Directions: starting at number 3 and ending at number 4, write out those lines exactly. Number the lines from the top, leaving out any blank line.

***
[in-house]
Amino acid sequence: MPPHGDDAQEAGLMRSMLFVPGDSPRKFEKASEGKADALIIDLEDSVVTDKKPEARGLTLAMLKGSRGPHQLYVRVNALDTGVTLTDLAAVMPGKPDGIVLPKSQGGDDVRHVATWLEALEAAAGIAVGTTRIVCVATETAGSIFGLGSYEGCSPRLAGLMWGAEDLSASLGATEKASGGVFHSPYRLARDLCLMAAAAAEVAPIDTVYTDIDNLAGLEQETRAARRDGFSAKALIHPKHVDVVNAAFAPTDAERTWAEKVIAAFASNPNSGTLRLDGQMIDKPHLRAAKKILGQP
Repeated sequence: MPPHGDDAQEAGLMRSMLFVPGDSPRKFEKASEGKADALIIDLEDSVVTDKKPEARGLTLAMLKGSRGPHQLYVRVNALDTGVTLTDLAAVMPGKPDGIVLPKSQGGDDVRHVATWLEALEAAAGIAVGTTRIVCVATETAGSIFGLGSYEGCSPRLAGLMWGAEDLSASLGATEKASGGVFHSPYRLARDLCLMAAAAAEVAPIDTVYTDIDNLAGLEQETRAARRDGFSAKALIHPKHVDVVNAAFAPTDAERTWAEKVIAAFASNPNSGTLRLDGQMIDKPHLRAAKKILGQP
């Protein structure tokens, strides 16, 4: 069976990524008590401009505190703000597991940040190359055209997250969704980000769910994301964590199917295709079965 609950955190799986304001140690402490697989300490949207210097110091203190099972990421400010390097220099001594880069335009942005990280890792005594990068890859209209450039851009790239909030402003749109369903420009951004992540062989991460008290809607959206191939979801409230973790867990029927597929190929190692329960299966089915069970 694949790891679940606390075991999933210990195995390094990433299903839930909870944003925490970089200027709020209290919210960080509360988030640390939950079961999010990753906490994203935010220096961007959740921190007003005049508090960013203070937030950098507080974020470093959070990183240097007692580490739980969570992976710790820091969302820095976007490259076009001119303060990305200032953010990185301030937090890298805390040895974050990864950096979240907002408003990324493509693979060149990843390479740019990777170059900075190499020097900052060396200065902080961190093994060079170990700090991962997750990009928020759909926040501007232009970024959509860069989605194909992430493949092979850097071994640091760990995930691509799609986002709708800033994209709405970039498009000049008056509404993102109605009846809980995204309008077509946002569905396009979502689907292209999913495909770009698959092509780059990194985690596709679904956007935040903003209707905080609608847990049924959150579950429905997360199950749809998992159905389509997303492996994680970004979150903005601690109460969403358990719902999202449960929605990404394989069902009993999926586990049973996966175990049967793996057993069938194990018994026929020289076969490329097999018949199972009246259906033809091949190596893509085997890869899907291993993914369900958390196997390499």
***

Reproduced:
Repeated sequence: MPPHGDDAQEAGLMRSMLFVPGDSPRKFEKASEGKADALIIDLEDSVVTDKKPEARGLTLAMLKGSRGPHQLYVRVNALDTGVTLTDLAAVMPGKPDGIVLPKSQGGDDVRHVATWLEALEAAAGIAVGTTRIVCVATETAGSIFGLGSYEGCSPRLAGLMWGAEDLSASLGATEKASGGVFHSPYRLARDLCLMAAAAAEVAPIDTVYTDIDNLAGLEQETRAARRDGFSAKALIHPKHVDVVNAAFAPTDAERTWAEKVIAAFASNPNSGTLRLDGQMIDKPHLRAAKKILGQP
């Protein structure tokens, strides 16, 4: 069976990524008590401009505190703000597991940040190359055209997250969704980000769910994301964590199917295709079965 609950955190799986304001140690402490697989300490949207210097110091203190099972990421400010390097220099001594880069335009942005990280890792005594990068890859209209450039851009790239909030402003749109369903420009951004992540062989991460008290809607959206191939979801409230973790867990029927597929190929190692329960299966089915069970 694949790891679940606390075991999933210990195995390094990433299903839930909870944003925490970089200027709020209290919210960080509360988030640390939950079961999010990753906490994203935010220096961007959740921190007003005049508090960013203070937030950098507080974020470093959070990183240097007692580490739980969570992976710790820091969302820095976007490259076009001119303060990305200032953010990185301030937090890298805390040895974050990864950096979240907002408003990324493509693979060149990843390479740019990777170059900075190499020097900052060396200065902080961190093994060079170990700090991962997750990009928020759909926040501007232009970024959509860069989605194909992430493949092979850097071994640091760990995930691509799609986002709708800033994209709405970039498009000049008056509404993102109605009846809980995204309008077509946002569905396009979502689907292209999913495909770009698959092509780059990194985690596709679904956007935040903003209707905080609608847990049924959150579950429905997360199950749809998992159905389509997303492996994680970004979150903005601690109460969403358990719902999202449960929605990404394989069902009993999926586990049973996966175990049967793996057993069938194990018994026929020289076969490329097999018949199972009246259906033809091949190596893509085997890869899907291993993914369900958390196997390499």